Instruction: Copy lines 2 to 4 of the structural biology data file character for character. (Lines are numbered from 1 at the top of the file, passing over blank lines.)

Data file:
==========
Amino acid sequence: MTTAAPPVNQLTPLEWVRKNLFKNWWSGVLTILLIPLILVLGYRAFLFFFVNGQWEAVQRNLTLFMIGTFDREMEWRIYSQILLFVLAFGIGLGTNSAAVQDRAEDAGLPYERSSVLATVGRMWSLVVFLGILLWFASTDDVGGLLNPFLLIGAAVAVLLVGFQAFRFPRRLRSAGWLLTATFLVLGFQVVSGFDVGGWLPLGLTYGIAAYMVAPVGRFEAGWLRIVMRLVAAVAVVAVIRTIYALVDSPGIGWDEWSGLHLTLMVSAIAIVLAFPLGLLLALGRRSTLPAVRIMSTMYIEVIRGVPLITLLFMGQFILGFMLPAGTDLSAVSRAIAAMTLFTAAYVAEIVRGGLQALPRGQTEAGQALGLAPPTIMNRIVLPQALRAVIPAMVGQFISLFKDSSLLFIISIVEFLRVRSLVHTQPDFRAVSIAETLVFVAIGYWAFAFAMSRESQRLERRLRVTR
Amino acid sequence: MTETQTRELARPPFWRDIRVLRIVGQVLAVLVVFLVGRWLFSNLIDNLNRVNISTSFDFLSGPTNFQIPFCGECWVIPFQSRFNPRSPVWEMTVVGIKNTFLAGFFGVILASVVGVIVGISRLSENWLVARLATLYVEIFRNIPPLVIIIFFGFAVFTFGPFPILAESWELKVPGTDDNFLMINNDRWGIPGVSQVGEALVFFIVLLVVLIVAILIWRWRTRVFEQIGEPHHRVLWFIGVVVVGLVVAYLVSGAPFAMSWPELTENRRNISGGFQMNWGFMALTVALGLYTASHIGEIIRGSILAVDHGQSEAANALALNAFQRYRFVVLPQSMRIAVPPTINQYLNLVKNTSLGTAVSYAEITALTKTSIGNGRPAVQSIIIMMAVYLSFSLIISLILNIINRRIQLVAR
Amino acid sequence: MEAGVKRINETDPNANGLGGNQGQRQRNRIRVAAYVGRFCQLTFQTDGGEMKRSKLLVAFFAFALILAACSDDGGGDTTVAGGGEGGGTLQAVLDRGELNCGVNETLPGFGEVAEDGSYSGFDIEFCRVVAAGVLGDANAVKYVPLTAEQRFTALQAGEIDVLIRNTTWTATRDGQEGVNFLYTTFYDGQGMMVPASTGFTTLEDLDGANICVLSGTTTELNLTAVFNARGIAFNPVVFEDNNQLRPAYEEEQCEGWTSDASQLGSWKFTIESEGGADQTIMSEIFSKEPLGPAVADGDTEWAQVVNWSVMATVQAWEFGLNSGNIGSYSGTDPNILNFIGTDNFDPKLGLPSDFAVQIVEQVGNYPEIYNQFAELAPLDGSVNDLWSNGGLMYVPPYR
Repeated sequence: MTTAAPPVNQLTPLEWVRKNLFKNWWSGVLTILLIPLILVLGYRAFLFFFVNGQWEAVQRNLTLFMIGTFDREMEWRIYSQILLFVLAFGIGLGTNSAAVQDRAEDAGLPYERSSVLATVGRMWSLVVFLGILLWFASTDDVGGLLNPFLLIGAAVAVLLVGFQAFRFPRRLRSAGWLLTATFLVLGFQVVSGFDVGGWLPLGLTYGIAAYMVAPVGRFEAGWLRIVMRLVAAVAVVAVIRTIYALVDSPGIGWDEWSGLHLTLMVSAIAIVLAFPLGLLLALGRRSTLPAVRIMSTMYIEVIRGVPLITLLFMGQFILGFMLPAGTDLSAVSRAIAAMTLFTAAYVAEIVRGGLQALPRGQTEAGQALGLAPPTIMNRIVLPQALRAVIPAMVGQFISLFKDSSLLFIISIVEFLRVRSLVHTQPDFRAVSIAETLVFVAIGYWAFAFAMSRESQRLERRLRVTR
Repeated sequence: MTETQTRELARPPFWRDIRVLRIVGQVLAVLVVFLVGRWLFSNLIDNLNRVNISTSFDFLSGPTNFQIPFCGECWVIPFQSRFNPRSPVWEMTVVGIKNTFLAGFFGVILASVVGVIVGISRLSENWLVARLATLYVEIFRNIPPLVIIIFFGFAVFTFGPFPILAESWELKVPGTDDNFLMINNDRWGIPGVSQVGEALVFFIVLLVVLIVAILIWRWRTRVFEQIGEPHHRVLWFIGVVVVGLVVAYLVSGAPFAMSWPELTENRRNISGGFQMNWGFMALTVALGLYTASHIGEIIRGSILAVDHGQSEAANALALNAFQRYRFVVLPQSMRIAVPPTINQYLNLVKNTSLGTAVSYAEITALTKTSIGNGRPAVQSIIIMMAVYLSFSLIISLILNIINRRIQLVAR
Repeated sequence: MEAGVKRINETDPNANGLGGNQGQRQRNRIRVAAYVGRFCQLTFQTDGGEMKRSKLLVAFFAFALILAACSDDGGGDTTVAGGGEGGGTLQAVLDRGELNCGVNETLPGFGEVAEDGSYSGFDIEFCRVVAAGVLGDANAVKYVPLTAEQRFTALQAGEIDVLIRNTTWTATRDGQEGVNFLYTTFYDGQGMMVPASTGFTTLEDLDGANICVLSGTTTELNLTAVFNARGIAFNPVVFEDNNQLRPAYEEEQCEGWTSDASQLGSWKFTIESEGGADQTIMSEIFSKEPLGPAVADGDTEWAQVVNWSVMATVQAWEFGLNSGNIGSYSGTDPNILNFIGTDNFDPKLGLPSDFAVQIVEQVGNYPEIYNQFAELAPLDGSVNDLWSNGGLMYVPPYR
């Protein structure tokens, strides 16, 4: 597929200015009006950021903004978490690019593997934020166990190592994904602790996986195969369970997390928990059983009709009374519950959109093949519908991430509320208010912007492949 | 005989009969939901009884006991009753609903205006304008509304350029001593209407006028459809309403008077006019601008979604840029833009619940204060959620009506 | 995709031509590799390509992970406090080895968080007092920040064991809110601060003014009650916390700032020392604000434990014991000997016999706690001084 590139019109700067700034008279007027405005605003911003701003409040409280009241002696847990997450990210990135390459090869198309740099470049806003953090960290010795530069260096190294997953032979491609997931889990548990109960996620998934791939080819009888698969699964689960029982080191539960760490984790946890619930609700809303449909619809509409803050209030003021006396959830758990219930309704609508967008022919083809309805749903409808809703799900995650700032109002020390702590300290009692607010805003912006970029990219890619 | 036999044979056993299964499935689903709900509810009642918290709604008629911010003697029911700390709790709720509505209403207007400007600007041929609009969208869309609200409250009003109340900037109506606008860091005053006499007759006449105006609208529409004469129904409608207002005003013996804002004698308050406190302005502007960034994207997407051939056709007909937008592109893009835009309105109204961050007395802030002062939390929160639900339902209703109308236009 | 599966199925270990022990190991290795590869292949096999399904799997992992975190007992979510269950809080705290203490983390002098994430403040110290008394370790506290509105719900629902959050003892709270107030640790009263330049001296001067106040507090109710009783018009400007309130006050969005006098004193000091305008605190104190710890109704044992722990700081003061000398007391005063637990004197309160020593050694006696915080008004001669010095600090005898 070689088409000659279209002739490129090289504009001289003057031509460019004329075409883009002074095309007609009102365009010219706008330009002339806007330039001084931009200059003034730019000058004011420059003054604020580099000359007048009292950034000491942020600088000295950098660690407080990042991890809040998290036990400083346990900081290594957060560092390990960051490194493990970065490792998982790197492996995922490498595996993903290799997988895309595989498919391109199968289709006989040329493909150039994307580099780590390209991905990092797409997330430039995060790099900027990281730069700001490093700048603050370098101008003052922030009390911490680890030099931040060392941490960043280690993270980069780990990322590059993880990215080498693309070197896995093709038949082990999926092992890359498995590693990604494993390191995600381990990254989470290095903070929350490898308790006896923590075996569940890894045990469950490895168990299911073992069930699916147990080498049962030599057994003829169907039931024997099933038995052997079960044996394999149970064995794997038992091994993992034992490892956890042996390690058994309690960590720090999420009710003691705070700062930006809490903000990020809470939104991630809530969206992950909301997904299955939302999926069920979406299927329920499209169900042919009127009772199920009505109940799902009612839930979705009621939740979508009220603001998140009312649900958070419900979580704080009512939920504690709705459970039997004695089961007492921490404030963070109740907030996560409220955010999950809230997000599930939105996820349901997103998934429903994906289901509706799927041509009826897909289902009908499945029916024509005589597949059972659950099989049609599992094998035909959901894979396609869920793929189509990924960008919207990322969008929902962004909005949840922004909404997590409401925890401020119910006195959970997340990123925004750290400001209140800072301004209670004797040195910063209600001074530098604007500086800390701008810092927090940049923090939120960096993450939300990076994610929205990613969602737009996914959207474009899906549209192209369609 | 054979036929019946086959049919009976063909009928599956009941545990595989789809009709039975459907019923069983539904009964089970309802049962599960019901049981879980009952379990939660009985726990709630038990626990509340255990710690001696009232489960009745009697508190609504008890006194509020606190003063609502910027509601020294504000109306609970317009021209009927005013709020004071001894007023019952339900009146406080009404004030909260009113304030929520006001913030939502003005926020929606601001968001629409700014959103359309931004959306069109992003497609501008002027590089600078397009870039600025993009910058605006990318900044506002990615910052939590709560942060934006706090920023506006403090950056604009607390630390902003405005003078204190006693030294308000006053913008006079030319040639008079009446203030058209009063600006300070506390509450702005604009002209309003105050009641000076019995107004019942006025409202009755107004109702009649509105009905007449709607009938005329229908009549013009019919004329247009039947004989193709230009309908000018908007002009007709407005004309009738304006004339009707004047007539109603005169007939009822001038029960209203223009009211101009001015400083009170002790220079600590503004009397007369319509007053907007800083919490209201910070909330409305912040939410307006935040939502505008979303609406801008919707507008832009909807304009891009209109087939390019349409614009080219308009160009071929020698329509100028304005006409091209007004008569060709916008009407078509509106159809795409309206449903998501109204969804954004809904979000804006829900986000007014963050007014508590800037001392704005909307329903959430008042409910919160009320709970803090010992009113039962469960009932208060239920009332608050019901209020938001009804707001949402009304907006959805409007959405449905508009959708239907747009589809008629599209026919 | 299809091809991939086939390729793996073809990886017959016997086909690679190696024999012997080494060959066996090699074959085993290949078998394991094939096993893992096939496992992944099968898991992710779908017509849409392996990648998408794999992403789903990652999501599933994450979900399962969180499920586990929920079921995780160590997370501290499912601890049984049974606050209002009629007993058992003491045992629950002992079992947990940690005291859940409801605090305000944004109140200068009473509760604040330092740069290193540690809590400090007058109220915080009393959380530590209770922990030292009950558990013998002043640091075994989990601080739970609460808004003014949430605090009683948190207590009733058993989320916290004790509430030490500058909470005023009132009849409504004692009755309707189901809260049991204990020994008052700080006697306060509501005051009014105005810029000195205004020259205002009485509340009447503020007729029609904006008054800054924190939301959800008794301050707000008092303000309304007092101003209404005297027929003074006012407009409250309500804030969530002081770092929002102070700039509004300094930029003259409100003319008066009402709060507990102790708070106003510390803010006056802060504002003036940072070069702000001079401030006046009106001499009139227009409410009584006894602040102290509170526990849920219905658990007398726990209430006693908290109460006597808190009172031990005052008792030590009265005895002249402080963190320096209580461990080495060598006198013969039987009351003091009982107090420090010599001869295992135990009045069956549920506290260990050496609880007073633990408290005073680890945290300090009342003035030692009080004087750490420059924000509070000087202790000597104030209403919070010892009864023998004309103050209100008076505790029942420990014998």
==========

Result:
Amino acid sequence: MTETQTRELARPPFWRDIRVLRIVGQVLAVLVVFLVGRWLFSNLIDNLNRVNISTSFDFLSGPTNFQIPFCGECWVIPFQSRFNPRSPVWEMTVVGIKNTFLAGFFGVILASVVGVIVGISRLSENWLVARLATLYVEIFRNIPPLVIIIFFGFAVFTFGPFPILAESWELKVPGTDDNFLMINNDRWGIPGVSQVGEALVFFIVLLVVLIVAILIWRWRTRVFEQIGEPHHRVLWFIGVVVVGLVVAYLVSGAPFAMSWPELTENRRNISGGFQMNWGFMALTVALGLYTASHIGEIIRGSILAVDHGQSEAANALALNAFQRYRFVVLPQSMRIAVPPTINQYLNLVKNTSLGTAVSYAEITALTKTSIGNGRPAVQSIIIMMAVYLSFSLIISLILNIINRRIQLVAR
Amino acid sequence: MEAGVKRINETDPNANGLGGNQGQRQRNRIRVAAYVGRFCQLTFQTDGGEMKRSKLLVAFFAFALILAACSDDGGGDTTVAGGGEGGGTLQAVLDRGELNCGVNETLPGFGEVAEDGSYSGFDIEFCRVVAAGVLGDANAVKYVPLTAEQRFTALQAGEIDVLIRNTTWTATRDGQEGVNFLYTTFYDGQGMMVPASTGFTTLEDLDGANICVLSGTTTELNLTAVFNARGIAFNPVVFEDNNQLRPAYEEEQCEGWTSDASQLGSWKFTIESEGGADQTIMSEIFSKEPLGPAVADGDTEWAQVVNWSVMATVQAWEFGLNSGNIGSYSGTDPNILNFIGTDNFDPKLGLPSDFAVQIVEQVGNYPEIYNQFAELAPLDGSVNDLWSNGGLMYVPPYR
Repeated sequence: MTTAAPPVNQLTPLEWVRKNLFKNWWSGVLTILLIPLILVLGYRAFLFFFVNGQWEAVQRNLTLFMIGTFDREMEWRIYSQILLFVLAFGIGLGTNSAAVQDRAEDAGLPYERSSVLATVGRMWSLVVFLGILLWFASTDDVGGLLNPFLLIGAAVAVLLVGFQAFRFPRRLRSAGWLLTATFLVLGFQVVSGFDVGGWLPLGLTYGIAAYMVAPVGRFEAGWLRIVMRLVAAVAVVAVIRTIYALVDSPGIGWDEWSGLHLTLMVSAIAIVLAFPLGLLLALGRRSTLPAVRIMSTMYIEVIRGVPLITLLFMGQFILGFMLPAGTDLSAVSRAIAAMTLFTAAYVAEIVRGGLQALPRGQTEAGQALGLAPPTIMNRIVLPQALRAVIPAMVGQFISLFKDSSLLFIISIVEFLRVRSLVHTQPDFRAVSIAETLVFVAIGYWAFAFAMSRESQRLERRLRVTR